Amnesty International Annual Report 2013 - Slovakia
|Publication Date||23 May 2013|
|Cite as||Amnesty International, Amnesty International Annual Report 2013 - Slovakia, 23 May 2013, available at: http://www.refworld.org/docid/519f51702b.html [accessed 23 March 2017]|
|Disclaimer||This is not a UNHCR publication. UNHCR is not responsible for, nor does it necessarily endorse, its content. Any views expressed are solely those of the author or publisher and do not necessarily reflect those of UNHCR, the United Nations or its Member States.|
Head of state: Ivan Gašparovič
Head of government: Robert Fico (replaced Iveta Radičová in April)
Discrimination against Roma persisted. The European Court of Human Rights held that a hospital had forcibly sterilized a Romani girl in violation of her human rights. Forced evictions of Roma were reported throughout the country.
In September, the office of the Deputy Prime Minister for Human Rights and National Minorities was disestablished. Responsibility for human rights protection and the prevention of discrimination was entrusted instead to the Ministry of Foreign and European Affairs and the Ministry of Interior.
Discrimination – Roma
The government made little progress in eliminating systemic discrimination against Roma. In May, the UN Committee on Economic, Social and Cultural Rights (CESCR) criticized Slovakia's failure to take measures to combat discrimination against Roma in education, employment, health and housing.
Right to education
The CESCR concluded that segregation of Romani children in schools continued.
Some of the Romani children who had been placed in Roma-only classes in a primary school in Levoča were transferred back to mixed classes. However, the school continued to run Roma-only classes. The segregated classes were established in September 2011 as a result of pressure on the school from non-Roma parents.
In October, the Regional Court in Prešov in eastern Slovakia held on appeal that the primary school in the town of Šarišské Michaľany had violated anti-discrimination legislation by placing Romani children in separate classes.
The authorities continued to forcibly evict inhabitants of informal Romani settlements throughout Slovakia and failed to provide access to basic services.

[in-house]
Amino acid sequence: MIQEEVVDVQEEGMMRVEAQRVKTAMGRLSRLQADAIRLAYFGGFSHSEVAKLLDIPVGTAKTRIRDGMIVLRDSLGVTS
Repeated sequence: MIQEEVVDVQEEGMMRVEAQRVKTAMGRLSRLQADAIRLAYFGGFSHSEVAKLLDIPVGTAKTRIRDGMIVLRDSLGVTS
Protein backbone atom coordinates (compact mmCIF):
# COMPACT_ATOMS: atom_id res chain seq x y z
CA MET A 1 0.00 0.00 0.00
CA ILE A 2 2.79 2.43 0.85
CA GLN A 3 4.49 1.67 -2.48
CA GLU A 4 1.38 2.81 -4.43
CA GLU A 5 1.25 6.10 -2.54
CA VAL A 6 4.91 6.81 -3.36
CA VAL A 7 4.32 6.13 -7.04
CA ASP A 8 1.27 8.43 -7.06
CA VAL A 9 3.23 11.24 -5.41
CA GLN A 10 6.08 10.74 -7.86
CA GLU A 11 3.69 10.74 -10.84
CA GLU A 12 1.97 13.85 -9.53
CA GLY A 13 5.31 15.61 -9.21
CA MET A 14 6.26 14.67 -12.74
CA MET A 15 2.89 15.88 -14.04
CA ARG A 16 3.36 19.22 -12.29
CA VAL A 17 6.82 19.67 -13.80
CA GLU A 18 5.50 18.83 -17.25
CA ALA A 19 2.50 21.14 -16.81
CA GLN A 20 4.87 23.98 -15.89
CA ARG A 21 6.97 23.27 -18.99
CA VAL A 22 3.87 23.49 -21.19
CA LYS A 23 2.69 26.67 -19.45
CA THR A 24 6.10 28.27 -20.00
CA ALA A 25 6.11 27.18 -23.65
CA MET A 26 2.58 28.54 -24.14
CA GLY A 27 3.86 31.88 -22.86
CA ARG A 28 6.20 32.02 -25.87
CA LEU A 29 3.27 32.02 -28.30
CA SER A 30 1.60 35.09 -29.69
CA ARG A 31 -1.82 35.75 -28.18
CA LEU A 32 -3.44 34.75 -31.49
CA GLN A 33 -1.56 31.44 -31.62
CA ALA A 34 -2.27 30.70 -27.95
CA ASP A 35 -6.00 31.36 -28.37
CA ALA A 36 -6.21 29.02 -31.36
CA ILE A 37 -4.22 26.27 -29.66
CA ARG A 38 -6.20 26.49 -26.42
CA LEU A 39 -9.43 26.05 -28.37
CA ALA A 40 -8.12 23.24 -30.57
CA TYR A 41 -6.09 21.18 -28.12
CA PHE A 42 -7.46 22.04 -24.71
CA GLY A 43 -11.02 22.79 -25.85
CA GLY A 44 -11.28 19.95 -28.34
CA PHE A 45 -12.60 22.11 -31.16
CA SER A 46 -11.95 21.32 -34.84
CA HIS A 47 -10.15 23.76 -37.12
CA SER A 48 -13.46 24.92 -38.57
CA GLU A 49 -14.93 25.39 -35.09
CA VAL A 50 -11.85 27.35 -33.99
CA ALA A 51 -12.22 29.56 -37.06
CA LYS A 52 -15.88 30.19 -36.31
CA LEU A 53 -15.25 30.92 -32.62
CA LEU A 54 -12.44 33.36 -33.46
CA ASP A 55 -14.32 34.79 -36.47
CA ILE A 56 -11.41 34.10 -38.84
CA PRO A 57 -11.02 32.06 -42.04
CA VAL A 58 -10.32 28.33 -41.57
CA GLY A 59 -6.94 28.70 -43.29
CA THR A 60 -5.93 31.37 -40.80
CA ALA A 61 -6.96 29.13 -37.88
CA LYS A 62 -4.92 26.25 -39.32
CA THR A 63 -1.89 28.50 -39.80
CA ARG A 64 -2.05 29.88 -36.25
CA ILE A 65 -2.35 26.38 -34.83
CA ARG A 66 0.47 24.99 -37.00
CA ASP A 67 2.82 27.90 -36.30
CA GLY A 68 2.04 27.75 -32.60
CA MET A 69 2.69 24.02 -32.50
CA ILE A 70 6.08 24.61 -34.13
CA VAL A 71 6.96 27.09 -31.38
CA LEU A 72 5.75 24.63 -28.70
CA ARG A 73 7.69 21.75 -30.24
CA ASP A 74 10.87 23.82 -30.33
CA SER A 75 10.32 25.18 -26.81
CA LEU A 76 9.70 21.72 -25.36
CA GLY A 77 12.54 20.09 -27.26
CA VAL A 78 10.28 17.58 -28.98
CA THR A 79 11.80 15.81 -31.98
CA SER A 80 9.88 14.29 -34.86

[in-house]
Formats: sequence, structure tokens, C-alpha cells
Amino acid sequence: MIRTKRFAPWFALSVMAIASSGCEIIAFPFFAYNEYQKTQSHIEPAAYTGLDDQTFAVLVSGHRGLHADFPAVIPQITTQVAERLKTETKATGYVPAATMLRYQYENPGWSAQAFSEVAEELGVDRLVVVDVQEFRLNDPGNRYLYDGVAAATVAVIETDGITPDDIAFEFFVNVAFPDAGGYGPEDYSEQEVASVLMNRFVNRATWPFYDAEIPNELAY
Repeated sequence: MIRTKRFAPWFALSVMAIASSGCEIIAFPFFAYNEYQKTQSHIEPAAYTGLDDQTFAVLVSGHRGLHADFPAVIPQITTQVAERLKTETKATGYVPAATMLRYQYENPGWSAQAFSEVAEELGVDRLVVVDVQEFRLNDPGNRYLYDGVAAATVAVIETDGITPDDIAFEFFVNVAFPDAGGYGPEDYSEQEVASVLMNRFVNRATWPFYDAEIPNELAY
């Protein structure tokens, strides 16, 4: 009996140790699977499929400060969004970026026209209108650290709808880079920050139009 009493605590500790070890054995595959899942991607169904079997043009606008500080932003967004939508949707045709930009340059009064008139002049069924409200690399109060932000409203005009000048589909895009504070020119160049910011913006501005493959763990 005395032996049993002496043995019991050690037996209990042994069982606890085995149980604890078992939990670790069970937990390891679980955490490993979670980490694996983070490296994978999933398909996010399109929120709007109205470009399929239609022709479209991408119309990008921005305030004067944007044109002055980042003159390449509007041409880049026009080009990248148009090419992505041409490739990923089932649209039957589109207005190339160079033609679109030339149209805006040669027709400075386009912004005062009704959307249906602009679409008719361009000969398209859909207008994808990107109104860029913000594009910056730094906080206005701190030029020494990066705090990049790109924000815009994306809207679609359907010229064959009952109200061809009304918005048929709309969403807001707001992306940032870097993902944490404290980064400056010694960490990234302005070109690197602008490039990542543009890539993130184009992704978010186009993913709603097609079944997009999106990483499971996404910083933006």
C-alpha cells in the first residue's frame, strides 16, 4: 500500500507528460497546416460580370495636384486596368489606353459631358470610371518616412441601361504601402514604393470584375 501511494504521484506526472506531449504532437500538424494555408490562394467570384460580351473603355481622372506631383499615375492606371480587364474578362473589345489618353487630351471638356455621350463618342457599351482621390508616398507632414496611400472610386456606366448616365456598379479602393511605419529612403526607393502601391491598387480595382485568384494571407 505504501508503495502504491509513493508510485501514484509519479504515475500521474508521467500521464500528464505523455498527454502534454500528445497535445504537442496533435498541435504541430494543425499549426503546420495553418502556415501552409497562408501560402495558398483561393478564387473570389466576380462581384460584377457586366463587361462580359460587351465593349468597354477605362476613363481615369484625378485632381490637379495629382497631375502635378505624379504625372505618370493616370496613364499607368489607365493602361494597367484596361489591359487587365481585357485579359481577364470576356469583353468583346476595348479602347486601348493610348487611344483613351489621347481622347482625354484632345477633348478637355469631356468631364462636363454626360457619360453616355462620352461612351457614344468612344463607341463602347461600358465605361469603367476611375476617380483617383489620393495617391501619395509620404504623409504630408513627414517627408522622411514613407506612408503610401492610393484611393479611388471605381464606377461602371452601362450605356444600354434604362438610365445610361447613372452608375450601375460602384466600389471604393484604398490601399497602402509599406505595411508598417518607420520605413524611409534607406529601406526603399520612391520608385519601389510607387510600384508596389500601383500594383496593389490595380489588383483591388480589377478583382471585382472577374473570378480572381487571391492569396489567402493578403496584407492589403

In May, local authorities in the town of Vrútky demolished several unauthorized Romani homes built on municipal land. As a result, some people were made homeless. Some of the evicted children were reportedly taken away from their parents by social services and placed in a shelter.
On 22 October, the inhabitants of an informal settlement near Prešov were forcibly evicted and forced to demolish their own homes. Beforehand, the mayor had announced the eviction on his Facebook page, and left a message for the Government Plenipotentiary for Roma Communities, asking him to look after "his flock".
An informal Romani settlement of about 150 people in the city of Košice was demolished on 31 October. Reportedly, only four people accepted temporary accommodation. Residents said they had lived in the settlement for up to 12 years. The mayor of the city claimed that the demolition was carried out as a "cleanup of illegal landfill" as the houses of the Roma houses were in fact "constructed of garbage material".
Enforced sterilization of Romani women
The European Court issued two further judgements in cases of forced sterilizations of Romani girls and women in the early 2000s. It held that sterilizations without full and informed consent amounted to a violation of the women's right not to be subjected to inhuman or degrading treatment, as well as a violation of their right to respect for private and family life.
Following the judgements, the NGO Centre for Civil and Human Rights (Poradňa) criticized the government for failing to investigate all the alleged cases of enforced sterilizations and to apologize and offer compensation to all victims.
Torture and other ill-treatment
Slovakia was criticized for forcibly returning people to countries where they risked torture or other ill-treatment.
The European Court of Human Rights found in May that Slovakia had violated the rights of Mustafa Labsi, by disregarding an interim measure issued by the Court. Slovakia had forcibly returned Mustafa Labsi to Algeria in 2010, where he was at risk of ill-treatment and of the violation of his right to an effective remedy.
In June, the European Court of Human Rights issued interim measures against the extradition of Aslan Achmetovich Yandiev to the Russian Federation, where he was accused of being a member of an armed group. Aslan Yandiev alleged that before escaping, he had been tortured by the Russian police. In June, while his request for asylum in Slovakia was pending, the Slovak Supreme Court held that the Russian prosecutor's request for Aslan Yandiev's extradition was admissible. The European Court blocked the extradition on the basis that it would expose him to the risk of torture. In August, the Slovak Constitutional Court accepted the complaint against the extradition decision, stating that no extradition could be carried out while his asylum application was pending.
Rights of lesbian, gay, bisexual, transgender and intersex people
In October, the government established a new Committee for the rights of LGBTI people within its Council for Human Rights. The role of the Committee is to monitor the compliance of the Slovak authorities with the international human rights treaties.